Manufacturers under pressure
While pressure put upon manufacturers to improve the security of their devices can only help matters, it may only go so far. While we can expect a rising concern from manufacturers for IoT security, it is not certain that it will be sufficient to stop hackers from attacking vulnerable IoT devices. It will probably continue to offer a backdoor for hackers to control a device and turn it into part of a botnet that can launch a massive DDoS attack or be used to infect devices, increasingly mobile devices, with malware. Device ranking and an increasing investment in connected device security will not guarantee it becomes un-hackable. This is not a problem exclusively reserved for consumers; it’s also communications service providers’ issue.
As well as this, our research suggests mobile users perceive the service provider as the most appropriate person to provide security. The study found that when facing a security problem, 26 per cent of subscribers turn to their mobile operator even when the operator is not the one providing the security service. This implies a wish from mobile users to have security covered by the service provider. In that same survey, 61 per cent of the respondents admit they will likely buy security services from their service provider.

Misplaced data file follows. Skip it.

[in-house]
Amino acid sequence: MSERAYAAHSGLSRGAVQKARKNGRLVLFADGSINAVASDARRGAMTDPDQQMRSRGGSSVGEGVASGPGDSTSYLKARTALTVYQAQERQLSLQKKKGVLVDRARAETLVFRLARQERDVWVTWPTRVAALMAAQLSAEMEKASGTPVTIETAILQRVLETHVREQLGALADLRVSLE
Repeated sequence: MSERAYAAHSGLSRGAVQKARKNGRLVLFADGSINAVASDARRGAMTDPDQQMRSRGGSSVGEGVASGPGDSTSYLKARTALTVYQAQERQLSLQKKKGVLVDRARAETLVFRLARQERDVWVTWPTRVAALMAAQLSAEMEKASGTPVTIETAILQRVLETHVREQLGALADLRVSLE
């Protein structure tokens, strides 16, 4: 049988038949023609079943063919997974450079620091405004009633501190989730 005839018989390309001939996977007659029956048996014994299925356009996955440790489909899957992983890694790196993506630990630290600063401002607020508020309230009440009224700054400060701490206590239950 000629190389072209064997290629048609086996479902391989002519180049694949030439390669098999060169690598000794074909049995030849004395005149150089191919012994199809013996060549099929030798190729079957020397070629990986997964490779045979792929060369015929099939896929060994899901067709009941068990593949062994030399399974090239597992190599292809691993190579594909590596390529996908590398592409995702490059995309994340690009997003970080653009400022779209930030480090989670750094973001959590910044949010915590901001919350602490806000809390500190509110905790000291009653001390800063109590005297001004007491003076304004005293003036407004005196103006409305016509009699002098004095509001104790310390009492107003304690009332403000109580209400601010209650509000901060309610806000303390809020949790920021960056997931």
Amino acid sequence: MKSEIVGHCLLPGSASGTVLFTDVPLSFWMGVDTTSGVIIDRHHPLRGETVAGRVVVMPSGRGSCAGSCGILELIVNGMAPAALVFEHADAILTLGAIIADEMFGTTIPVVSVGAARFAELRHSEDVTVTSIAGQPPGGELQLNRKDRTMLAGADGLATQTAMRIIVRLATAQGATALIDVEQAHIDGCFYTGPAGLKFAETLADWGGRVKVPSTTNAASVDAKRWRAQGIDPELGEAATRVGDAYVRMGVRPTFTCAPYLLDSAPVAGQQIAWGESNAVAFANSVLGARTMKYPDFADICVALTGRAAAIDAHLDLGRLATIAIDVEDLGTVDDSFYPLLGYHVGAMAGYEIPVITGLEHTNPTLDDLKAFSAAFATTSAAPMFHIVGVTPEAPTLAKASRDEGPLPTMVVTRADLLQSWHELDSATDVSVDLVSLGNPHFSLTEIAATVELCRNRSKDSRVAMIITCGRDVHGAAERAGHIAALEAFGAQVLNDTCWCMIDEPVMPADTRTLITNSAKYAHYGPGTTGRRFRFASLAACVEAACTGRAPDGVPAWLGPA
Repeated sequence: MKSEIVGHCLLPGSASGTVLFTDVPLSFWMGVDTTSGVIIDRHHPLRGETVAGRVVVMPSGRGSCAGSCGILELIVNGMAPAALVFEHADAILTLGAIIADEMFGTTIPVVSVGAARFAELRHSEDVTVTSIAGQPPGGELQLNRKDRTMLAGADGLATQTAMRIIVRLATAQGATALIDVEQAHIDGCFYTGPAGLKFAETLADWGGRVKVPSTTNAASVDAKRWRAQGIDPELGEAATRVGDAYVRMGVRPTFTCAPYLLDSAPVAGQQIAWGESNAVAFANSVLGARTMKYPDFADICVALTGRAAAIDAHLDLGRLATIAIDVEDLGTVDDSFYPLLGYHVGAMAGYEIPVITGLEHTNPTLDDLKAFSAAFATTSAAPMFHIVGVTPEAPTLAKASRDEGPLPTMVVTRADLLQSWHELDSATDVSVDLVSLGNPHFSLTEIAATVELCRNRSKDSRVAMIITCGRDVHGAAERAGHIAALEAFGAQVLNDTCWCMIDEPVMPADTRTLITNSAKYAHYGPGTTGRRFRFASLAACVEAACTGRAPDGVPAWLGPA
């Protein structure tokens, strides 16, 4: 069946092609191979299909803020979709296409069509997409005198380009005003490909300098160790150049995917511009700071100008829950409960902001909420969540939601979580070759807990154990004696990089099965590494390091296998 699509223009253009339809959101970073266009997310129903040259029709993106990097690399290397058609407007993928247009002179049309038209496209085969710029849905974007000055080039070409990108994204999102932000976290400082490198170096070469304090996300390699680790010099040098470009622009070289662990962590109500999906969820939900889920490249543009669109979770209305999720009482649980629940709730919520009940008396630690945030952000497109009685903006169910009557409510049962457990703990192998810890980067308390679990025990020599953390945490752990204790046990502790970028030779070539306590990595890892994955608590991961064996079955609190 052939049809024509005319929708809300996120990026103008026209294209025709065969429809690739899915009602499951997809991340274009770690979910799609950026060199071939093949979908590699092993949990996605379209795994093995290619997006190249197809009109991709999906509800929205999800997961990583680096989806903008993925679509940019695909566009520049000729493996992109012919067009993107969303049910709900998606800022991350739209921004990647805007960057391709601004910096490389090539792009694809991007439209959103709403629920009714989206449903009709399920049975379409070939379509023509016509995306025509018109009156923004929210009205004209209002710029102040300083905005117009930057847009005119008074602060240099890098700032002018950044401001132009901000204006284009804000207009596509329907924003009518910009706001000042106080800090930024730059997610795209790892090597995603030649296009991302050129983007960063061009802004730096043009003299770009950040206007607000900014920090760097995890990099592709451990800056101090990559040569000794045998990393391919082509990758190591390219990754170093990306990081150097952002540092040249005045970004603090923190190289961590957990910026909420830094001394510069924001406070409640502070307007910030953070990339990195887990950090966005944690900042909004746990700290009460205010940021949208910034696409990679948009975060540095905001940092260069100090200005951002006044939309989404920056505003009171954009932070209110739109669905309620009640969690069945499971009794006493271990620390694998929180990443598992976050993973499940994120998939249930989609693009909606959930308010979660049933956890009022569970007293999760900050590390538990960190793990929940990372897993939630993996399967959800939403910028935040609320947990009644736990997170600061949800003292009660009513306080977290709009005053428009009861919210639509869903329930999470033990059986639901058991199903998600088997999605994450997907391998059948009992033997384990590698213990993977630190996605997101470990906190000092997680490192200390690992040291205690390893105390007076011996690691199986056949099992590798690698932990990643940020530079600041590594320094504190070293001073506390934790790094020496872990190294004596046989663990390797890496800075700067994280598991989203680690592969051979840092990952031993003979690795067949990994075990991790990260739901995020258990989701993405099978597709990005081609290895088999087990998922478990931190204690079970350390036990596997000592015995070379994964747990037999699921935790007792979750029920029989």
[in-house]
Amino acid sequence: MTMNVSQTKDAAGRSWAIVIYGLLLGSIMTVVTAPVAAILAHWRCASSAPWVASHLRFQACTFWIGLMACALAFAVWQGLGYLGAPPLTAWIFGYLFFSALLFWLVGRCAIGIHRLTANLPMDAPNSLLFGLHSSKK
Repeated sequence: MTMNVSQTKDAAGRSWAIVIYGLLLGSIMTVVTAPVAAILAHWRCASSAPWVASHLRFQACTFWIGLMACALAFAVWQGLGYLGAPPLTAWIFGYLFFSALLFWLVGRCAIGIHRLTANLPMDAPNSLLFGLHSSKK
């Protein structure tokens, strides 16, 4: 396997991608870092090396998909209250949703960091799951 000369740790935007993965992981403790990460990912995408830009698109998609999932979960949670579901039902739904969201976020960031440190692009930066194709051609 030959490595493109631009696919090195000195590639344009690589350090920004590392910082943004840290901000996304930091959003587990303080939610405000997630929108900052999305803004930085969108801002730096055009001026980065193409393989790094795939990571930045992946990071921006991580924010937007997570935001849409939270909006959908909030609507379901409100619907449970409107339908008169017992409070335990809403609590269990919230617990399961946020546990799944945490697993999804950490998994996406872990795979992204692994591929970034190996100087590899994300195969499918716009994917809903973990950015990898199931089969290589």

It is easy to think IoT security as a device-by-device process. Unfortunately, security needs to be thought in a more comprehensive way. Most devices are closed systems and don`t allow the installation of security client software or any other software after shipping from the factory. Even if the devices allow that, this approach is not the most convenient to choose. This requires a lot of flexibility, a massive investment and uninterrupted maintenance is needed to ensure devices are controlled.
To avoid all these barriers, connected device users need a comprehensive network-based security solution. Our survey revealed there is a growing demand for this level of security to be delivered by the communications service provider’s network. Unlike the practical process of securing the IoT device by device, the network will unify all security functions needed to control any device (whether an IoT device or mobile handset) and provide a simple, scalable way to protect the network with an ever-increasing number of connected devices.
The fact that mobile users demand for security together with the special limitations in protecting IoT device implies that communications service providers need to be proactive and seize this opportunity of offering mobile protection from their network if they want to stay in the game.
Guaranteeing this level of service will put the communications service providers in a good position to become the one-stop-shop that delivers, drives and protects the digital experience and stop everyday devices from becoming a threat.
Moshe Elias, Director of Products, Security Solutions, Allot Communications